Your browser does not support javascript:   Search for gard hereSearch for news-and-events here.

Diseases

Genetic and Rare Diseases Information Center (GARD)

Progressive pseudorheumatoid dysplasia


Other Names for this Disease
  • Progressive pseudorheumatoid arthropathy of childhood
  • PPAC
  • Spondyloepiphyseal dysplasia tarda - progressive arthropathy
  • PPD
  • SEDT-PA
See Disclaimer regarding information on this site. Some links on this page may take you to organizations outside of the National Institutes of Health.

Overview

Progressive pseudorheumatoid disyplasia (PPD) is a disorder of bone and cartilage that affects many joints. It manifests between the age of 3 and 6 years with joint pain and progressive joint stiffness. Major signs and symptoms include stiff joints (contractures), short stature, and widening of the ends of the finger and toe bones as well as other tubular bones.[1] Bony widening at the fingers' joints progresses leading to permanent bending of the fingers (camptodactyly). Spine involvement results in short trunk and hunching of the back (kyphosis).[2] It may initially be mistaken for juvenile rheumatoid arthritis, however people with this condition do not have the laboratory test results of juvenile rheumatoid arthritis. PPD is caused by a mutation in the WISP3 gene and is inherited in an autosomal recessive pattern. There is still no cure. Treatment may include pain medication and hip and knee joint replacement surgery at an early age.[1][2]

 

 

Last updated: 4/21/2016

References

  1. Spranger JW, Brill PW, Poznanski A. Bone dysplasias, 2nd ed. New York, NY: Oxford University Press; 2002;
  2. Bhavani GS, Shah H, Shukla A, Dalal A & Girisha KM. Progressive pseudorheumatoid dysplasia. GeneReviews. November, 2015; http://www.ncbi.nlm.nih.gov/books/NBK327267/.
GARD Video Tutorials
GARD Video Tutorials
Learn how to find information on treatment, research, specialists, and more.
Contact GARD
Contact GARD
Contact a GARD Information Specialist with your questions about this condition.

Basic Information

  • Genetics Home Reference contains information on Progressive pseudorheumatoid dysplasia. This website is maintained by the National Library of Medicine.

In Depth Information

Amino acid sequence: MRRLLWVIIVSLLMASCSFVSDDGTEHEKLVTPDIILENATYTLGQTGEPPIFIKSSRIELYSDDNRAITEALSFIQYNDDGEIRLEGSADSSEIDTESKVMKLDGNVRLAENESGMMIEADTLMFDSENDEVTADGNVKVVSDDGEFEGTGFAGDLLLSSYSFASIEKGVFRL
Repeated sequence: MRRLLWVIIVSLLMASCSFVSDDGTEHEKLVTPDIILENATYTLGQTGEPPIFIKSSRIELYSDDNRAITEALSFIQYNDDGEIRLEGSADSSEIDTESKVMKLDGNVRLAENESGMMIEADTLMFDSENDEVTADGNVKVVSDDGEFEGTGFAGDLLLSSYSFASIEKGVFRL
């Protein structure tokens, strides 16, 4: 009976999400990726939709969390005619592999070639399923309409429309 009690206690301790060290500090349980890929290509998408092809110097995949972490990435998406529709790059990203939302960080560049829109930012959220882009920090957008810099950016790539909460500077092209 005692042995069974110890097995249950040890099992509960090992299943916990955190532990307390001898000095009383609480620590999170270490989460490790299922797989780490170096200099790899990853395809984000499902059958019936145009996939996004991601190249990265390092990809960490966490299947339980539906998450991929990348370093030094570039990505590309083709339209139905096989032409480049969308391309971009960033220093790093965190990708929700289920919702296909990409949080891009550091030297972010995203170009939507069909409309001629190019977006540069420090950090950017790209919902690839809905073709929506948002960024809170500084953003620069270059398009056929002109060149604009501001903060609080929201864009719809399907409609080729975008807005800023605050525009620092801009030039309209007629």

• MeSH® (Medical Subject Headings) is a terminology tool used by the National Library of Medicine. Click on the link to view information on this topic.
  • The Monarch Initiative brings together data about this condition from humans and other species to help physicians and biomedical researchers. Monarch’s tools are designed to make it easier to compare the signs and symptoms (phenotypes) of different diseases and discover common features. This initiative is a collaboration between several academic institutions across the world and is funded by the National Institutes of Health. Visit the website to explore the biology of this condition.
  • Online Mendelian Inheritance in Man (OMIM) is a catalog of human genes and genetic disorders. Each entry has a summary of related medical articles. It is meant for health care professionals and researchers. OMIM is maintained by Johns Hopkins University School of Medicine. 
  • Orphanet is a European reference portal for information on rare diseases and orphan drugs. Access to this database is free of charge.
  • PubMed is a searchable database of medical literature and lists journal articles that discuss Progressive pseudorheumatoid dysplasia. Click on the link to view a sample search on this topic.
  • Medscape Reference has information on spondyloepiphyseal dysplasia in general. You may need to register to view this medical reference, but registration is free.
Other Names for this Disease
  • Progressive pseudorheumatoid arthropathy of childhood
  • PPAC
  • Spondyloepiphyseal dysplasia tarda - progressive arthropathy
  • PPD
  • SEDT-PA
See Disclaimer regarding information on this site. Some links on this page may take you to organizations outside of the National Institutes of Health.